With Valentine’s Day approaching, I began thinking about the different types of love in my life. My family and friends, various pets, my job, traveling and exploring new places and, of course, books. Books were my first love and will always be the greatest love of my life. In them, I have learned magic at Hogwarts, explored 1920’s Paris with Ernest and Gertrude, joined the Literary and Potato Peel Pie Society on the island of Guernsey, and have wandered the Appalachian Trail with Bill. I have read many different genres and stories and, the one constant I have found in every book, is love. My favorite part of working at Princeton Public Library is introducing people to these stories and helping them find love within the stacks.
From Elizabeth and Mr. Darcy, Romeo and Juliet and Catherine and Heathcliff to the more modern romances of Noah and Allie, Don and Rosie and Hazel and Augustus, there is never a shortage of love stories here at the library. These unique relationships have become instant classics and the type of idyllic love many people hope to find. The library is also filled with the works of many literary unions. Michael Chabon and Ayelet Waldman, Simone de Beauvoir and Jean-Paul Sartre and Percy and Mary Shelley; all writers, all in love. Perhaps the two most well known real-life literary romances are F. Scott and Zelda Fitzgerald of the “Lost Generation” and, despite their very tumultuous relationship, Sylvia Plath and Ted Hughes. While exploring the depths of their imaginations, these writers, if only for a short time, found love with each other. Shall we chalk it up to common interests?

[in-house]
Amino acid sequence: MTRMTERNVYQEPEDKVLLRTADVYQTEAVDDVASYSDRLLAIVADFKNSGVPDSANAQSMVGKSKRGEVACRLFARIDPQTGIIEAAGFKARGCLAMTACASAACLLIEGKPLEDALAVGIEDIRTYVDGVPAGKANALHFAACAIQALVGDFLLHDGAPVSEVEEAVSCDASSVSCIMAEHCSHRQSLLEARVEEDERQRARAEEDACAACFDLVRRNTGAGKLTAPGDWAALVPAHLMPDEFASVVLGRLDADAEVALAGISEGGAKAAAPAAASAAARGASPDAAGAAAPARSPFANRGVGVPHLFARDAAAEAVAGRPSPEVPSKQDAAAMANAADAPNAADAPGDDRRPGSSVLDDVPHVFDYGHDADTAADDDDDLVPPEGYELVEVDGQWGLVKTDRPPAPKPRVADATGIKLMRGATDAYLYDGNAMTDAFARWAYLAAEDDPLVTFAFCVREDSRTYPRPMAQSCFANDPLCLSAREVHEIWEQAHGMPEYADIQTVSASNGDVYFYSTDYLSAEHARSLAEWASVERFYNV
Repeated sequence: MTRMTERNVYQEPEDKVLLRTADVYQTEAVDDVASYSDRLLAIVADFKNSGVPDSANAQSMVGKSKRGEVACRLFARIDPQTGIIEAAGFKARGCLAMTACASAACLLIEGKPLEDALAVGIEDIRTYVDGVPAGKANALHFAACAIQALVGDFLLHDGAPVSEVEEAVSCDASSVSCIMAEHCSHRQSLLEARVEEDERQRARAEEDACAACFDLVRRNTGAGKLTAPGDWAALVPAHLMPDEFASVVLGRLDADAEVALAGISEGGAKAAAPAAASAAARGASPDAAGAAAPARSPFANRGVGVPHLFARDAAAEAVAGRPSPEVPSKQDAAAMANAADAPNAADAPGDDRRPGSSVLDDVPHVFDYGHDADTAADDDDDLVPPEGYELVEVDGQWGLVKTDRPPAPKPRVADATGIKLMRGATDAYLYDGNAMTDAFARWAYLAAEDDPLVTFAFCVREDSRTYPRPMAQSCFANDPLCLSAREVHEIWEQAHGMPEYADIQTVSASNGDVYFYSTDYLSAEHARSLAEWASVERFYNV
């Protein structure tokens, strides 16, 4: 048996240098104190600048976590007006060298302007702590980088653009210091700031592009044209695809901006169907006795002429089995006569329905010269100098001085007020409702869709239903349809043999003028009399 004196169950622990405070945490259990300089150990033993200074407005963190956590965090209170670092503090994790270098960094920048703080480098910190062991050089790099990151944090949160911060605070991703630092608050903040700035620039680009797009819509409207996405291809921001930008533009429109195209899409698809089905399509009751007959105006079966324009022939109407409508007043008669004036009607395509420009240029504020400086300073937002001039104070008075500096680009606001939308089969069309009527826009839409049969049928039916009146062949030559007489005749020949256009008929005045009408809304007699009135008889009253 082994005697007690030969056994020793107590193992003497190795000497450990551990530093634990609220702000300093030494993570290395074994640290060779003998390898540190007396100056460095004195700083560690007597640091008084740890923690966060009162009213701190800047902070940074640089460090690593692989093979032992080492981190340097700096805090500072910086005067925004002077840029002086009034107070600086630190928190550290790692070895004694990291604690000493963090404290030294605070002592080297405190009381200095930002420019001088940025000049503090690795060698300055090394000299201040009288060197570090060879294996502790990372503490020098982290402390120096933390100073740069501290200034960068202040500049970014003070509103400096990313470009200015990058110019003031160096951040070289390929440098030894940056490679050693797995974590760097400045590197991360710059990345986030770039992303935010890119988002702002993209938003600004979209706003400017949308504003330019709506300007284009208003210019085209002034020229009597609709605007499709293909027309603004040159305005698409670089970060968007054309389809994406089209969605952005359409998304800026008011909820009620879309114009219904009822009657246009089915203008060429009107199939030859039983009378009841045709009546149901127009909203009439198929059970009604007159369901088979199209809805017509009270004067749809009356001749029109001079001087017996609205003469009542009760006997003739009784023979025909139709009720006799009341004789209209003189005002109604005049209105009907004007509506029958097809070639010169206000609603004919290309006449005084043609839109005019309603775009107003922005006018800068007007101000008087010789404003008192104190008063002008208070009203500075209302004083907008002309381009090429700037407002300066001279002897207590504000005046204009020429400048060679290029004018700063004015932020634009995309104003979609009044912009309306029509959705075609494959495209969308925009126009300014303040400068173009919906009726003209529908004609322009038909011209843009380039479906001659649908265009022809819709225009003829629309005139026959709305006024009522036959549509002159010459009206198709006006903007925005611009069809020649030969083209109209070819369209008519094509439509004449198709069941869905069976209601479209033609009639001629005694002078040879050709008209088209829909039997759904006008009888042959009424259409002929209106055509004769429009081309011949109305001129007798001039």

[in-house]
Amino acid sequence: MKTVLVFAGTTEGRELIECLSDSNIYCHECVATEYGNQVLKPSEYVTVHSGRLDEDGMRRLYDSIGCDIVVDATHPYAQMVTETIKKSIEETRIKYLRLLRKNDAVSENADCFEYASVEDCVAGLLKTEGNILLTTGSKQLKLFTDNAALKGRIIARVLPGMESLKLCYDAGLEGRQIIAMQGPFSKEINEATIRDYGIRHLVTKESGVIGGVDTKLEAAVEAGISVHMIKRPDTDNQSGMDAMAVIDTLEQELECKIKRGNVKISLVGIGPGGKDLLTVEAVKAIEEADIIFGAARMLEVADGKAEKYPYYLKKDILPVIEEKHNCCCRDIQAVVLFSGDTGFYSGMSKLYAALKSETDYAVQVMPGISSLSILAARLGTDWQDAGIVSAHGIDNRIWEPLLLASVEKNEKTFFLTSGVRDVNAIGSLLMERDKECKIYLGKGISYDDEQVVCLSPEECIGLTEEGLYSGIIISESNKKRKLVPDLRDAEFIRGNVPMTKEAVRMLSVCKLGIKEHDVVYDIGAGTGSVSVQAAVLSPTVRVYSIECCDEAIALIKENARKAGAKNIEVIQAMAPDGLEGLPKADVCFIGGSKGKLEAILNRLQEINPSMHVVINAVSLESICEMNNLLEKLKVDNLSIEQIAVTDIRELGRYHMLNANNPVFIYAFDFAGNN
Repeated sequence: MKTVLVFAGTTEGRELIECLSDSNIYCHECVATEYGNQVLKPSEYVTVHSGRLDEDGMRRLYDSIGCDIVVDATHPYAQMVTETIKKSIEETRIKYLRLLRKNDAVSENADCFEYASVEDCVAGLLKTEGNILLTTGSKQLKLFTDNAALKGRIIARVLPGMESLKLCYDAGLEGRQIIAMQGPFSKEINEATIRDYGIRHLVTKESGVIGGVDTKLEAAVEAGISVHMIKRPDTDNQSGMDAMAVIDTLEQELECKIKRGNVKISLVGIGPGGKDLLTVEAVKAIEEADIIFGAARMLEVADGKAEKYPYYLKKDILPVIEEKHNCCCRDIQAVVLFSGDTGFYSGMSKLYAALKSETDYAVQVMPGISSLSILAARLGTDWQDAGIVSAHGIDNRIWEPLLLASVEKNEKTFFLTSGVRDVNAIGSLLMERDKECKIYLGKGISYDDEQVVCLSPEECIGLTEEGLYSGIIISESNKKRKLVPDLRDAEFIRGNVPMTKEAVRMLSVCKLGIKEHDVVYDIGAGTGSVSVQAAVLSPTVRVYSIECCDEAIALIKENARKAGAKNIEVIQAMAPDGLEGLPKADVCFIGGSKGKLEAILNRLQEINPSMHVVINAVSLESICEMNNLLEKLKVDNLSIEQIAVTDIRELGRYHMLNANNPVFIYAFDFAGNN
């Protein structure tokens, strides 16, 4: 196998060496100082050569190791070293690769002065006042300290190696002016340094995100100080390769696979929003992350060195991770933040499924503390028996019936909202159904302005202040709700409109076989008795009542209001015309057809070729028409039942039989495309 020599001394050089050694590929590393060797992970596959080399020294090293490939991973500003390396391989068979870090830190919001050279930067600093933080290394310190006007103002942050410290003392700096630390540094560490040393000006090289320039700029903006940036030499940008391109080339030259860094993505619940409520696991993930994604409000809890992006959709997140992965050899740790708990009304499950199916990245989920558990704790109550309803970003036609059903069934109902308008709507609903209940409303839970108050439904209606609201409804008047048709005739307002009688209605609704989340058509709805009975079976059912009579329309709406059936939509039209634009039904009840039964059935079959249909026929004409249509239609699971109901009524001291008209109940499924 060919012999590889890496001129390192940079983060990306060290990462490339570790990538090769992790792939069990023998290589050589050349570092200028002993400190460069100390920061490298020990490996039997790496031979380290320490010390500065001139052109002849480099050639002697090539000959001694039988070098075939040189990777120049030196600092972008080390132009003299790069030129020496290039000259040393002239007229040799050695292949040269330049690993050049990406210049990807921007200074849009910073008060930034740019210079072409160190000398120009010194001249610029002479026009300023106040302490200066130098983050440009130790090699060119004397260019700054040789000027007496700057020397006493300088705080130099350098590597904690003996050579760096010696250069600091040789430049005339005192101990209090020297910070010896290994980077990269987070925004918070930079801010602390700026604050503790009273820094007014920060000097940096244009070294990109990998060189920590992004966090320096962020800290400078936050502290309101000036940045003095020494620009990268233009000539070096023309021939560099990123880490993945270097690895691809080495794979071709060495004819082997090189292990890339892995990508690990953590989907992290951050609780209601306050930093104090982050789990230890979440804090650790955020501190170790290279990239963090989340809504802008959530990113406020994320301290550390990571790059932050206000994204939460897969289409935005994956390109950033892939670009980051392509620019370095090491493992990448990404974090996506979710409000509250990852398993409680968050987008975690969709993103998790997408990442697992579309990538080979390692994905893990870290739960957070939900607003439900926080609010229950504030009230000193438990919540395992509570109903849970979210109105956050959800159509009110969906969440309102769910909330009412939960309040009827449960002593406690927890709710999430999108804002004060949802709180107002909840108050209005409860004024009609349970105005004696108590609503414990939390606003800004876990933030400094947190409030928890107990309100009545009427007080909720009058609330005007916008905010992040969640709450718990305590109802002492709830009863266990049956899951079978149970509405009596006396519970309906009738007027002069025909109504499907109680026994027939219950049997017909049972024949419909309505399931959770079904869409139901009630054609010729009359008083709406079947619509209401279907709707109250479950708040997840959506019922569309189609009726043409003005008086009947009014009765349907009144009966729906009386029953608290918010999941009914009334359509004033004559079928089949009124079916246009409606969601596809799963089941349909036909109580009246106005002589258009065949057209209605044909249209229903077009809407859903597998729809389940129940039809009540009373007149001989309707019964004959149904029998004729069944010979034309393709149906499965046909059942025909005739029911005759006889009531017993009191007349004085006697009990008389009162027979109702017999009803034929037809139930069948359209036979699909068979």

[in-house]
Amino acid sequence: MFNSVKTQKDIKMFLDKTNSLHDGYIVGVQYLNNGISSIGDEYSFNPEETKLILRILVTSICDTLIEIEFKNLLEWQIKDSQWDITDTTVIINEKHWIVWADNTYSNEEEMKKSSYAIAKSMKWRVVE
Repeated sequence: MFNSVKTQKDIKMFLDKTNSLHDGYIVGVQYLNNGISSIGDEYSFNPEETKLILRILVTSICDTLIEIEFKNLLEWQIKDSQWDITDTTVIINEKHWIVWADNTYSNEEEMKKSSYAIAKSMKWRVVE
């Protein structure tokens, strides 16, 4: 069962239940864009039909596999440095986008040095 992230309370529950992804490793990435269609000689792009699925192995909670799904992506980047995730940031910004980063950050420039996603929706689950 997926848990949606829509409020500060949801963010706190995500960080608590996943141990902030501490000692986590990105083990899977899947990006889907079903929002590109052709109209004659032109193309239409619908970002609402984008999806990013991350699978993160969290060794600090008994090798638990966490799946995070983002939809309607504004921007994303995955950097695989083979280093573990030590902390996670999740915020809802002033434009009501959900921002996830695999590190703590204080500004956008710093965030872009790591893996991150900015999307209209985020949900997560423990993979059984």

While I love poetry and history, graphic novels and memoirs, my favorites books are always ones that feature stories about a love of books. Our Literature Neighborhood in our Non-Fiction Collection is full of them. Annie Spence’s “Dear Fahrenheit 451: Love and Heartbreak in the Stacks“, consists of love and break-up letters librarian Annie has written to the books in her life. In “Morningstar: Growing Up With Books“, author Ann Hood discusses how books have transformed and molded her into the person she is today. In the book “My Ideal Bookshelf“, leading cultural figures from musicians and actors to authors and artists discuss their favorite “go-to” books and their love of reading.
As librarians, we love to love books, and since we also love helping patrons find their next great read, our Adult Services librarians and associates have compiled lists of some of their favorite books and recommendations. So, stop by the Welcome Desk during your next visit and check out these picks. We wish everyone a Valentine’s Day full of love in the stacks!
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